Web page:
Navy Nurse Corps

In 1908, the U.S. Congress passed a bill creating the Nurse Corps (female) of the U.S. Navy. In the 19th century, male enlisted men, called loblolly boys, had assisted navy medical officers, but in 1861, the title and rating became “nurse.” This entry discusses the history of the Navy Nurse Corps, with a focus on its growth, milestones, and leaders.

Early History

During the U.S. Civil War, five African American women served as nurses along with male nurses and nuns of the Holy Cross School of Nursing on the Red Rover, a paddle-wheel steamer designated as the navy’s first hospital ship. Before being taken out of service in 1865, the Red Rover cared for 2,947 sick and wounded men along the Mississippi River.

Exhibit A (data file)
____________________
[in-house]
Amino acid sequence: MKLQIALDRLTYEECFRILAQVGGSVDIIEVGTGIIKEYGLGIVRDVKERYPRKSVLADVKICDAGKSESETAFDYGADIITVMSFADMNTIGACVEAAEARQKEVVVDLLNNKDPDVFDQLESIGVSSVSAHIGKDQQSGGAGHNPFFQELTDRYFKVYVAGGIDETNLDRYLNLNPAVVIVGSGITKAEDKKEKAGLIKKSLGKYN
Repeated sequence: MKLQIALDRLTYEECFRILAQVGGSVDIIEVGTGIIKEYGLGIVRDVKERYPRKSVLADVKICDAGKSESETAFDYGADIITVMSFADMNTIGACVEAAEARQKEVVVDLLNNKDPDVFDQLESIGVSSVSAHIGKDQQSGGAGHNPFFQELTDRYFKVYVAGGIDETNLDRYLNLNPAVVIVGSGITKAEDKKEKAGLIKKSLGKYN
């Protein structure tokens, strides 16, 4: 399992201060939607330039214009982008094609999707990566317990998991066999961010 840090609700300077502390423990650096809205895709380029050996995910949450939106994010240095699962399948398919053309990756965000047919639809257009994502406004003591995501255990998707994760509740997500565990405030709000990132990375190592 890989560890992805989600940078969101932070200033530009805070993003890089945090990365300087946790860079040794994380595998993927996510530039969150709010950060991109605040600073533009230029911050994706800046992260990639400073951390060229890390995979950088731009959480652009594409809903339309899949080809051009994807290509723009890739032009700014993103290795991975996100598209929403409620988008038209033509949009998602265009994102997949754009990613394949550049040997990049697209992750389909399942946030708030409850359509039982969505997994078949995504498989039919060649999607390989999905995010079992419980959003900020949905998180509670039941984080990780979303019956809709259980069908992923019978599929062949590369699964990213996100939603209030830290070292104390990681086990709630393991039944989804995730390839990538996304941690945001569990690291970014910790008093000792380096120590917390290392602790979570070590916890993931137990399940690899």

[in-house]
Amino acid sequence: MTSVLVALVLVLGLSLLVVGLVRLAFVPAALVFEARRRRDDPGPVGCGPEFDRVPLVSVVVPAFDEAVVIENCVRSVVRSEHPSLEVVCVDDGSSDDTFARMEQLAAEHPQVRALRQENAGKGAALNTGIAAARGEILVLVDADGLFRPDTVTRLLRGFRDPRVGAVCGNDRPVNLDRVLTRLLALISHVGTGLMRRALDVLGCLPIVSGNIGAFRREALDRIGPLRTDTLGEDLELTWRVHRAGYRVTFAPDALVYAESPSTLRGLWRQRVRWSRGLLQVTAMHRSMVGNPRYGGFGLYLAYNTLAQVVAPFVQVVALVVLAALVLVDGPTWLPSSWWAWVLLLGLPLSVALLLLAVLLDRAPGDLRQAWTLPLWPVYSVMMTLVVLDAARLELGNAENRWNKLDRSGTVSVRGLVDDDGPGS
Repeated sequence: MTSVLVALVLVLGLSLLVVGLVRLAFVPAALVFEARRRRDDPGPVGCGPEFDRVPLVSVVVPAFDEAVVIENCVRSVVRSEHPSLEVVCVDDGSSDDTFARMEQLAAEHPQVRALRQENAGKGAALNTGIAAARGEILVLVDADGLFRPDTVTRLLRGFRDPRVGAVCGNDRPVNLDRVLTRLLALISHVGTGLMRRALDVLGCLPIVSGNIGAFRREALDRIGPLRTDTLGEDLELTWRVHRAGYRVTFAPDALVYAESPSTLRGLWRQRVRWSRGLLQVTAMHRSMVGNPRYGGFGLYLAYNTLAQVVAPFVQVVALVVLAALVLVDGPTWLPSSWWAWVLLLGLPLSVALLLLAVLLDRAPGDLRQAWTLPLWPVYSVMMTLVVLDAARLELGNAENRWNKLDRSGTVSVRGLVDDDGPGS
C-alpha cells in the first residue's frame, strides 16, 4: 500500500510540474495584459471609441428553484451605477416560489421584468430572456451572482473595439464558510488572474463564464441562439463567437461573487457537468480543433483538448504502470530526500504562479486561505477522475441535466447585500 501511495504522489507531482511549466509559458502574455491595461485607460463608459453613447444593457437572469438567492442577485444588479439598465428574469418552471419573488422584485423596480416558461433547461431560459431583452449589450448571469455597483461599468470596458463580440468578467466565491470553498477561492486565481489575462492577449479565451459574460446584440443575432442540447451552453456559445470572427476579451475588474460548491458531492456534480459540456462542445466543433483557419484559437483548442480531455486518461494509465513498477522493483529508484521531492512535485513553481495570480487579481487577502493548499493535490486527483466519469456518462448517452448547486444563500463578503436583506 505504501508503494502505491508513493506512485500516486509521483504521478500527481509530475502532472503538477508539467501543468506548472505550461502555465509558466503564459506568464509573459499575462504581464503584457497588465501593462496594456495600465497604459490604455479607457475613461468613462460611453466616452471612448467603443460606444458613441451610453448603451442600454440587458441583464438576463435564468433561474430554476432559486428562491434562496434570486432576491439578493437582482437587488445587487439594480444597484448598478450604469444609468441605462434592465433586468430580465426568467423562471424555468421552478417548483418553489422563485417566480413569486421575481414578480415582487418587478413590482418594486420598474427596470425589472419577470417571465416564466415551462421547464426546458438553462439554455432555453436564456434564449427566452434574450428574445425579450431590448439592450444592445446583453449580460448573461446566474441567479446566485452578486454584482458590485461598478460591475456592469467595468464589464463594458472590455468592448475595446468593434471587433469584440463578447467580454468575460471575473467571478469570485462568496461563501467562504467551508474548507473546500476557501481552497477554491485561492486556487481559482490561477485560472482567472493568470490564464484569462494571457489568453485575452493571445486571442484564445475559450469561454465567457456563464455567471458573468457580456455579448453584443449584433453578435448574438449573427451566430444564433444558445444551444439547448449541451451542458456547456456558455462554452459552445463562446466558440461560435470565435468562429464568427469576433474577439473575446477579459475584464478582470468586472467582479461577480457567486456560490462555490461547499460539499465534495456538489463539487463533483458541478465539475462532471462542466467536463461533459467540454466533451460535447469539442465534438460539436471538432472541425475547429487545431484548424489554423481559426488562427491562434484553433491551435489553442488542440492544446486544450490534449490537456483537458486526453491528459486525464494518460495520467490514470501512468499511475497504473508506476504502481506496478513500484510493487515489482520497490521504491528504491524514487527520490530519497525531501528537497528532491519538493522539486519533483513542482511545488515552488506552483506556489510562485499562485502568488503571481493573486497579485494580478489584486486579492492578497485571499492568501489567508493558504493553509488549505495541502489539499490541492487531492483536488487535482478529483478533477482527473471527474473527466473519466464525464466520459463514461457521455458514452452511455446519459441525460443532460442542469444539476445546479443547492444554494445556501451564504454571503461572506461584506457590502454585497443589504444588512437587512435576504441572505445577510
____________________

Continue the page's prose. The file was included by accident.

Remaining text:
Although not enlisted in the ...

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